Monday Open Thread

“Humility is to make a right estimate of one’s self.”

–Charles Spurgeon

35 Community Comments, Facebook Comments

  1. davebarnes says:

    Too old. Too boring. Too centrist for the primary.

  2. Zappatero says:

    A blog that ignores current events. 

  3. Zappatero says:

    The assumption that we “need” independent and undecided voters, when all evidence points to a solid Democratic majority base, both in Colorado and nationwide, is a creation of the Political Consultant class and shows great weakness in candidates who subscribe to it. 

    • itlduso says:

      You are so wrong about the "solid Democratic majority nationwide base".

      I learned over the weekend that Trump's approval rating was 44% and I was going to post how scary that is.  Then, this morning a new poll shows Trump with a 46% approval rating.  That just scares the crap out of me and should do the same for you.  Welcome to today's America.

      • ParkHill says:

        The problem is Trump's 90% rating with Republicans. That means there is no possible way for Republican politicians to be elected unless they are all-in for Trump.

        • The corollary to this is that it doesn't really matter who you throw against Trump; he'll get 44%, and his opponents will take 56%. Assuming we don't have someone atrociously burdened (e.g. HRC2020) or a strong 3rd party spoiler, you could throw anyone from Hickenlooper to Harris to Sanders out there and do just as well.

      • RepealAndReplace says:

        Thank you for splashing some cold reality in the faces of the delusional.

        • Early Worm says:

          The reality is the economy. As long as the economy remains strong, Trump is has a 50/50 chance of being re-elected. Given how strong the economy is, it is remarkable that he manages to keep his approval ratings in the low 40's. If he would just shut up and stay off of twitter, he could probably get up to 50%.

  4. Pseudonymous says:

    Fossil fuels industry urges Colorado lawmakers to delay hearing on proposed oil and gas legislation

    “We’re asking that Senate President Garcia and others allow for a transparent stakeholder process that includes impacted Coloradans, including local governments, environmental interests, regulators, and industry,” COGA president Dan Haley and CPC director Tracee Bentley said in a statement issued Sunday afternoon.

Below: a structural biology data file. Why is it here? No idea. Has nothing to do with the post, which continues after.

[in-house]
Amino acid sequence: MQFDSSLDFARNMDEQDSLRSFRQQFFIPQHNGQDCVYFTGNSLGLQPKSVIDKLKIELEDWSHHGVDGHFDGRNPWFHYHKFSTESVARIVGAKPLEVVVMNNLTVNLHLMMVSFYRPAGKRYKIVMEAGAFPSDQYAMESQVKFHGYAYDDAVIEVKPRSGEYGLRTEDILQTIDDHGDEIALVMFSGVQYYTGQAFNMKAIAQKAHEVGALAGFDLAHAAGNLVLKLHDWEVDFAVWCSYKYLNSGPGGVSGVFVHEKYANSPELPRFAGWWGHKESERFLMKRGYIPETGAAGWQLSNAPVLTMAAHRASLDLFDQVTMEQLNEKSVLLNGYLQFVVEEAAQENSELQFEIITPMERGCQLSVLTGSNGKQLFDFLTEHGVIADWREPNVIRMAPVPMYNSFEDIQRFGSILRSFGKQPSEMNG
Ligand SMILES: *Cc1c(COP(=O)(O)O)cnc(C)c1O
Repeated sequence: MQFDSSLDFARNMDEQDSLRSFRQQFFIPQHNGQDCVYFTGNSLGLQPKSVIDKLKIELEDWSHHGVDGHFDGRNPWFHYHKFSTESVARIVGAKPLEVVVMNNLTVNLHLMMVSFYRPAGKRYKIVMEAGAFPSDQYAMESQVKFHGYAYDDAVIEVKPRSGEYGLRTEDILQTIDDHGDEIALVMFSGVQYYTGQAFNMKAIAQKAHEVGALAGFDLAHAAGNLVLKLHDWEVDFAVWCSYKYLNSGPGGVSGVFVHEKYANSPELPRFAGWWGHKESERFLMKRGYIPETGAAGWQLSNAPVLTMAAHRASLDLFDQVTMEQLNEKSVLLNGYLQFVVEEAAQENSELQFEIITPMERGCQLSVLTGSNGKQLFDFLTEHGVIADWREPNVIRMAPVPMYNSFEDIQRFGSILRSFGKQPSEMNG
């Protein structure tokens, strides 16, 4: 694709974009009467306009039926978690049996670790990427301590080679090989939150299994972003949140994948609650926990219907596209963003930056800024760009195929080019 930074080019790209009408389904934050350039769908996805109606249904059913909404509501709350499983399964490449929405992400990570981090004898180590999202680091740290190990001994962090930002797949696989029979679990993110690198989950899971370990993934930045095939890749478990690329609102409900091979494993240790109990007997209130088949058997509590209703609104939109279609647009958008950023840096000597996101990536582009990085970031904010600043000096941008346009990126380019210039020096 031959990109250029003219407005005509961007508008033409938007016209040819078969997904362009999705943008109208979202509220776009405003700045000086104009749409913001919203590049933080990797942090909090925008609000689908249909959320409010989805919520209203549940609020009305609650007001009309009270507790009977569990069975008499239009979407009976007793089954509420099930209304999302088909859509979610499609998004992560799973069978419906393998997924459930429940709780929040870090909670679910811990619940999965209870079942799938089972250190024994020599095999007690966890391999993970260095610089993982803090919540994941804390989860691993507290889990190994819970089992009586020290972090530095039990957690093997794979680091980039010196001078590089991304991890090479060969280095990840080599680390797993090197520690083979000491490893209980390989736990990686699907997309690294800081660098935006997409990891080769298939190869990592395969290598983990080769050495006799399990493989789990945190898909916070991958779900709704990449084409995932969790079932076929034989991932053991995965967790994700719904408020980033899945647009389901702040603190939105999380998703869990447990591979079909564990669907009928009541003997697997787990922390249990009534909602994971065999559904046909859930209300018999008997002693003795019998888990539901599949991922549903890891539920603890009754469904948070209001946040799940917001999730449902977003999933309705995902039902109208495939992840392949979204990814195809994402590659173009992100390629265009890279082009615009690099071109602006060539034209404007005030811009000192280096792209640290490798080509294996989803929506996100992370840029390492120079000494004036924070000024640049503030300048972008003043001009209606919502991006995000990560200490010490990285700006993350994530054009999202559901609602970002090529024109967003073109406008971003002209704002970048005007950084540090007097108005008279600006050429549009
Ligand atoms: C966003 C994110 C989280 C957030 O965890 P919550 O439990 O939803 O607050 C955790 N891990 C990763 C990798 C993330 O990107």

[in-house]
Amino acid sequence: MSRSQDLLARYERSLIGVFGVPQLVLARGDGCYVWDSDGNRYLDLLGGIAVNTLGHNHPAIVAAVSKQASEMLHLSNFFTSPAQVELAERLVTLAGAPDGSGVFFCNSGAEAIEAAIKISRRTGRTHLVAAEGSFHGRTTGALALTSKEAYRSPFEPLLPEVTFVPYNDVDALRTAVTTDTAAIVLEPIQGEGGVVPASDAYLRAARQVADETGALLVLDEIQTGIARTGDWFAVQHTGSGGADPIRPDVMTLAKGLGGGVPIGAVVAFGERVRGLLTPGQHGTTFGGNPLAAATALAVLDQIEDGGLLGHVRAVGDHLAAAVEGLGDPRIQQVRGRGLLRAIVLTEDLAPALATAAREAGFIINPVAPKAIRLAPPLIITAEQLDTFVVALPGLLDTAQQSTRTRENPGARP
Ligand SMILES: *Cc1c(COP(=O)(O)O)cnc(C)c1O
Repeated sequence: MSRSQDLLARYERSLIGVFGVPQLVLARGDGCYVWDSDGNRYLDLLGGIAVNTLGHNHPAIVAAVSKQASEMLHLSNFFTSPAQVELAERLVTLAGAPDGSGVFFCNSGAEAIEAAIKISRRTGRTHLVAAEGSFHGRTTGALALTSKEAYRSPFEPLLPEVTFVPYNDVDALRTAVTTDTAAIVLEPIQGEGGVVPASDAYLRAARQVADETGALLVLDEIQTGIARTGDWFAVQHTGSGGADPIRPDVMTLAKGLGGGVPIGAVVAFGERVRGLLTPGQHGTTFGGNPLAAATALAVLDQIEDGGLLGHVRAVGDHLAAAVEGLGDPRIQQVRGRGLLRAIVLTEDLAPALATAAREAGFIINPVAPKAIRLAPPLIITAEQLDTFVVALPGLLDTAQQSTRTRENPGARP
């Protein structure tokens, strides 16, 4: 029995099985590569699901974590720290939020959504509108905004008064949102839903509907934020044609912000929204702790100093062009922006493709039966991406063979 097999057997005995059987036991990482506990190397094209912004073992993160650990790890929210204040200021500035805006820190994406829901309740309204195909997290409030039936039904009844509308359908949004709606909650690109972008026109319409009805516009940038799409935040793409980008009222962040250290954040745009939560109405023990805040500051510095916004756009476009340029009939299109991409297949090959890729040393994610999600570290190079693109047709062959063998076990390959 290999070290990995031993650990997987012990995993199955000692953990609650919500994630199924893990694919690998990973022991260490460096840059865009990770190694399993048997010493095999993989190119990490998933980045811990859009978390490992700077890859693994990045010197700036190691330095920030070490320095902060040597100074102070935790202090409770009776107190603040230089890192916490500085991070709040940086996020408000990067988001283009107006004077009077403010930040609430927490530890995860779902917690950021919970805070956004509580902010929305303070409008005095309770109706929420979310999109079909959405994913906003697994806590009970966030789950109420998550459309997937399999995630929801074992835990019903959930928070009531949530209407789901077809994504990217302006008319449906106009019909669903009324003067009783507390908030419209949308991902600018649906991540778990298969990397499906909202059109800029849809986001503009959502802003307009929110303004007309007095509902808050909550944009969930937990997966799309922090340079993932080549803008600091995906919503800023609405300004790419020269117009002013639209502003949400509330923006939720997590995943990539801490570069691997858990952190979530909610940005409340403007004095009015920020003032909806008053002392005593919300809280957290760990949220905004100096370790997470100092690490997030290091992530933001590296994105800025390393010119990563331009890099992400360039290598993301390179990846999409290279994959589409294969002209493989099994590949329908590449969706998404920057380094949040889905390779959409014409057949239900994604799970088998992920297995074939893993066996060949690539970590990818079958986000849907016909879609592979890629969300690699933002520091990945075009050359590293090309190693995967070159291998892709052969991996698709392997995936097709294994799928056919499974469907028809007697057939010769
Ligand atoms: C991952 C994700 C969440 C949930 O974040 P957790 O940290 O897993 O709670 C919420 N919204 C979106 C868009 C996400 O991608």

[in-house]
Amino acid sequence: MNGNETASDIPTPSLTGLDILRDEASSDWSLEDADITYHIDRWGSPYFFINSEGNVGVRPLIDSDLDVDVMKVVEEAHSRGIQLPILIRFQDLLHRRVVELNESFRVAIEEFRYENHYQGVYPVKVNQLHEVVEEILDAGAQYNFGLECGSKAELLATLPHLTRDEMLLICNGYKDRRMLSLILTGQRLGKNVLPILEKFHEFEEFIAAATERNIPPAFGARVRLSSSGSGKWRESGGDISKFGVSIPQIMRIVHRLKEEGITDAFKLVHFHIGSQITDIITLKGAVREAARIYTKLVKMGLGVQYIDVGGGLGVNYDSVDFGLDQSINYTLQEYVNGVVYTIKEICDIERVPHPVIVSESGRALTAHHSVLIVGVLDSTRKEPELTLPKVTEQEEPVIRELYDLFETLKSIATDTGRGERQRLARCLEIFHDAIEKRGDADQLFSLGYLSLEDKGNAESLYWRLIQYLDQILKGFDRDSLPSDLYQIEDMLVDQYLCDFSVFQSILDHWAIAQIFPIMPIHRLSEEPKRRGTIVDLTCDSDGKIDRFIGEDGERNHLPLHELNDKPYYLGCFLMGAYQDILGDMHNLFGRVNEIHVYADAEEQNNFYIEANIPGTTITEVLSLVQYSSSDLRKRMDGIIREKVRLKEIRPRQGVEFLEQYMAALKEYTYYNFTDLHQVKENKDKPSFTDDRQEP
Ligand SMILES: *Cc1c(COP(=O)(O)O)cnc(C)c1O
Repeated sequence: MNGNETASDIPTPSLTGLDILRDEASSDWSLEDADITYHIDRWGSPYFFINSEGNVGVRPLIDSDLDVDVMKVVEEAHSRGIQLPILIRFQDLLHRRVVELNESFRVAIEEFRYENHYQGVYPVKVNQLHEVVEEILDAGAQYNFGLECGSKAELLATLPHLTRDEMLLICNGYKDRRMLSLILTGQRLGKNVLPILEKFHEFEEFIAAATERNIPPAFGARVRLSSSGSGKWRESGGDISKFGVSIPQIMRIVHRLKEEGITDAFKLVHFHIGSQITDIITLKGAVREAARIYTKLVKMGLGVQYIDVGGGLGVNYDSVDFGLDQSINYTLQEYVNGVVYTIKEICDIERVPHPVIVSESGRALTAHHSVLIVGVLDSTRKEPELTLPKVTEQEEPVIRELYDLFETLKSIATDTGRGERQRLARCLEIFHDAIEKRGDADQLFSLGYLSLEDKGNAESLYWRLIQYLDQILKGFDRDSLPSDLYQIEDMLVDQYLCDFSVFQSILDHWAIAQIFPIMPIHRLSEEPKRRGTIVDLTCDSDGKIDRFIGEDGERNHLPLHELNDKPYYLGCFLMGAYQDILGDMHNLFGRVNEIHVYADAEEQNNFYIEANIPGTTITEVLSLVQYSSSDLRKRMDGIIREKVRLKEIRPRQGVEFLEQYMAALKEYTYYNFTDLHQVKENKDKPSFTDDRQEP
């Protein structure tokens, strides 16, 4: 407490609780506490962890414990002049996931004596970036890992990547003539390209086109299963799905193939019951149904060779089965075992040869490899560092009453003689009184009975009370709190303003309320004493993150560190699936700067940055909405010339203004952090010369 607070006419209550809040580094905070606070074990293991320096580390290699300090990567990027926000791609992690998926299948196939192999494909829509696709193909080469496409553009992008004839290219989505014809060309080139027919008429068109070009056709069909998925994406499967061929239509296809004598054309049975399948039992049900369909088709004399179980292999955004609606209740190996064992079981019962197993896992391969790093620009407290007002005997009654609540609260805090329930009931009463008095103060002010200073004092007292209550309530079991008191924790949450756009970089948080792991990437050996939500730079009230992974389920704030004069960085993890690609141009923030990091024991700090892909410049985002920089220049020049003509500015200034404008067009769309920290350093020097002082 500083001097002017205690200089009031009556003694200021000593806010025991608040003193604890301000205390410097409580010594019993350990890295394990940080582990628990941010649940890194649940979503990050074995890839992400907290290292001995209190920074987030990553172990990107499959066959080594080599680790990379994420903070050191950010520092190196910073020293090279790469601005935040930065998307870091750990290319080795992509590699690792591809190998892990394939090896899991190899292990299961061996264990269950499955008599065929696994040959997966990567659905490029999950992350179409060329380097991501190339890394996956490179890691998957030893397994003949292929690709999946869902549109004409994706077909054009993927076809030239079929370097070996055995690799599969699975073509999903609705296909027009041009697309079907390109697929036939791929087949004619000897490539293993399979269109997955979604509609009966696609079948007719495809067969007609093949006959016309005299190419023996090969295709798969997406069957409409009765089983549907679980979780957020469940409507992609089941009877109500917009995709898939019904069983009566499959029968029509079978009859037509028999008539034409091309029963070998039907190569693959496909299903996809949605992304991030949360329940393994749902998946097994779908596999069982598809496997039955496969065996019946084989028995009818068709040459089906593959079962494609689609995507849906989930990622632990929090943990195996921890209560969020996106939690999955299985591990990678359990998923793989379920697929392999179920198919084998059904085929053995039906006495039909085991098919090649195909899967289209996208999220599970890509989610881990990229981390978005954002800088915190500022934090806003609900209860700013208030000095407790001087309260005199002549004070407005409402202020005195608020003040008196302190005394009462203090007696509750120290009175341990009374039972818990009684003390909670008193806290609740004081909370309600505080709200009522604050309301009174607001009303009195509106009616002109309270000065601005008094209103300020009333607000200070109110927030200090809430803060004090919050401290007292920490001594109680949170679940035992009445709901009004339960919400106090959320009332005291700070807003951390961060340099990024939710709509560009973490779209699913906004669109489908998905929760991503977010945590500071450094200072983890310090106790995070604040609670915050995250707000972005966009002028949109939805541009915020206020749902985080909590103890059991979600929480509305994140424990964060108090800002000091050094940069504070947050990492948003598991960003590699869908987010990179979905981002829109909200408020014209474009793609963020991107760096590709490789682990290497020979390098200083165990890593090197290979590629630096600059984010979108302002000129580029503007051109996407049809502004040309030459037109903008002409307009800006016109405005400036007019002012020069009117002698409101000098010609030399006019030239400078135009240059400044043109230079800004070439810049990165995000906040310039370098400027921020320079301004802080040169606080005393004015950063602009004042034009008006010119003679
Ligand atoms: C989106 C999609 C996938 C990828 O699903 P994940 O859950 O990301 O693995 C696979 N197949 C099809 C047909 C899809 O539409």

“Our elected leaders can’t be asked to vote on a bill this complicated and this encompassing — and one with such grave impacts — without first a legitimate dialogue. No good can come out of legislation that is revealed on a Friday night and rushed through the legislative process,” they wrote. [irony bolding mine]

    Legislative staffers for Fenberg said Sunday that they had not received any request from COGA to delay the hearing. They said that, while the first hearing for discussion of the proposed bill has been set for Tuesday, they plan six public hearings and that lawmakers will vote four times before the bill could reach the governor — giving time to study, debate and amend this legislation.

    • Duke Cox says:

      For Dan and Tracee to say such a thing is insulting to the intelligence of everyone who hears or reads their words. Rushing legislation through the process in order to avoid scrutiny is something COGA and the rest know a little something about.

      There are no new issues on the table. The O&G lobby is just stalling for time to mount a counter offensive. Expect them to crap on everybody but especially on the gov.

    • gertie97 says:

      Oil & G whining, translated: “We didn't get to write the bill!''

      No, dudes, without a tame House or Senate majority, you don't get to write your own bills.

      Next from the industry playbook: packing the hearings with their blue-collar employees, preferably with cute kids in tow. The witnesses won't disclose unless questioned that they're being paid to attend, with transport and meals furnished by their kind employer.

      Then, the industry will proudly trumpet to the hills that the state has the toughest regulations of any state without mentioning they fought said regs by hook and by crook.

      I've seen this movie before. Yawn.